Video Version of Best Backpacking Sleeping Bags & Camping Quilts
For those that prefer video, and like to see the actual quilts and sleeping bags in hand, this is a detailed deep-dive explaining all the gear, what’s great and how I use it
The Adventure Alan Sleeping Bag Warmth Estimator (AAWE) estimates the comfort temperature of sleeping bags (even if the bag has not been ISO 23537/ EN 13537 tested). That this, our AAWE model, taking into account the physical properties of a sleeping bag or camping quilt, its down, and other parameters can accurately estimate within a few degrees the comfort temperature range of almost all tested and untested sleeping bags, camping quilts, and alternatives. This allows you, the consumer, to make apples-to-apples warmth comparisons between sleeping bags without confusion. This also gives you powerful tools to compare warmth to weight (performance), and warmth to cost (value) between sleeping bags, so you don’t spend more money than you have to.
In summary, Adventure Alan Sleeping Bag Warmth Estimator saves you both weight and hard earned income by allowing you without confusion to find the lightest and warmest sleeping bag or camping quilt at the lowest cost. You win!
Note 1: The Adventure Alan Sleeping Bag Warmth Estimator (AAWE) is just that an estimator. It is not a test, nor intended to be used in lieu of testing. It is intended to be used as a tool for consumers in assessing the relative merits between sleeping bags and camping quilts. And while there is a very high correlation between the model’s estimates and values for most tested bags and quilts, there are also a few places where it misses comfort rating of a tested bag by more than 2 degrees. This is most likely due to inaccuracies or typos in the published specs for those bags, but unless we tear the bag apart and weigh and measure component weights this cannot be conclusively proven or disproven.
Note 2: For camping quilts and hoodless sleeping bags, similar to the I SO sleeping bag test protocol, the model assumes one layer top and bottom of long underwear and a warm hat — or better yet, a warm hood to achieve their lowest comfort level.
Note 3: The ISO sleeping bag test has no contingency for testing quilts. Thus, while it is possible to follow most of ISO sleeping bag test protocol for a quilt, whatever resulting temperature ratings related would not be “official” until a few quilt specific protocols are defined. That being said, we do know of at least one manufacturer that has to the best of their ability tested a down quilt using as much of the ISO protocol as possible. Thankfully, our model correlates well with those values. And from an engineering standpoint, the logic of what would make a sleeping bag warm would apply equally to a quilt.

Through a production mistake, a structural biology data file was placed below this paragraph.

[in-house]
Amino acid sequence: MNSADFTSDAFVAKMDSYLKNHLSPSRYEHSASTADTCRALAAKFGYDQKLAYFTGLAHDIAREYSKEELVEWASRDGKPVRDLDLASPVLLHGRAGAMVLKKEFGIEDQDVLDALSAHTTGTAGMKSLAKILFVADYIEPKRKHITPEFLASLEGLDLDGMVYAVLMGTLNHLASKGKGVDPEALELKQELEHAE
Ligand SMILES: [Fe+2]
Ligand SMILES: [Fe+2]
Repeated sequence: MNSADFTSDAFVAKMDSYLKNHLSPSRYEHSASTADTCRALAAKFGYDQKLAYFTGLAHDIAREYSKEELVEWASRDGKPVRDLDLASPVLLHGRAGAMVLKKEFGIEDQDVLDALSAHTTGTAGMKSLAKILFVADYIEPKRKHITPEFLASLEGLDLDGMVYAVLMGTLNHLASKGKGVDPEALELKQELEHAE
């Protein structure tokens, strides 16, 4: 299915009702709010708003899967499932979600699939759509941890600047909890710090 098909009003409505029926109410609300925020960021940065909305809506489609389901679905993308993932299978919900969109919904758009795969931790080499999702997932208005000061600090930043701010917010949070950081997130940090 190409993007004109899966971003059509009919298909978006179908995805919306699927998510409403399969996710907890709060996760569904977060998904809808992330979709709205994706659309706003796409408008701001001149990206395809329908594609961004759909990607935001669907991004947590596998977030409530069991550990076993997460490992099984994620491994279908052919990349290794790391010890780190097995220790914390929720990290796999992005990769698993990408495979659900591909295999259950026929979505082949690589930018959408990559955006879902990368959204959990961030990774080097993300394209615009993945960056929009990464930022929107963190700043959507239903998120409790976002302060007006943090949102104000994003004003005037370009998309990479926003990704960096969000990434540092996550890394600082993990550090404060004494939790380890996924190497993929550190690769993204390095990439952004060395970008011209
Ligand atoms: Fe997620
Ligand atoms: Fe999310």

Data Tables for Backpacking Sleeping Bags & Camping Quilts
For fair comparisons it’s best to compare sleeping bags and quilts with similar girths and comprt temperature ratings.
- Compare bags with similar girth measurements. That is, all other things being equal, bags/quilts with wider girths get a lower W2W rating vs. bags with narrower girths. This is simple math.
- Compare bags with similar temperature ratings. That is, all other things being equal, bags/quilts with a higher temp rating get a lower W2W rating vs. bags. E.g. a +30 bag is going to get a lower W2W vs. a +20 bag. This is because the shell, zipper, etc. remain the same weight, so the only increase is weight is a few ounces of down. Again, this is simple math.
- Both W2W and W2C values are simply intended to rank sleeping bags and quilts from high to low. As such, there is is no proportionality to those values (e.g. a quilt with a 5 W2W value is not 2x warmer for the weight than a quilt with a 2.5 W2W value. In a bit more detail, the W2W and W2C values are calculated so that the top score for a category is 5 and the lowest scores in the range of 1 or less — although in a few cases, there are high scores a bit over 5.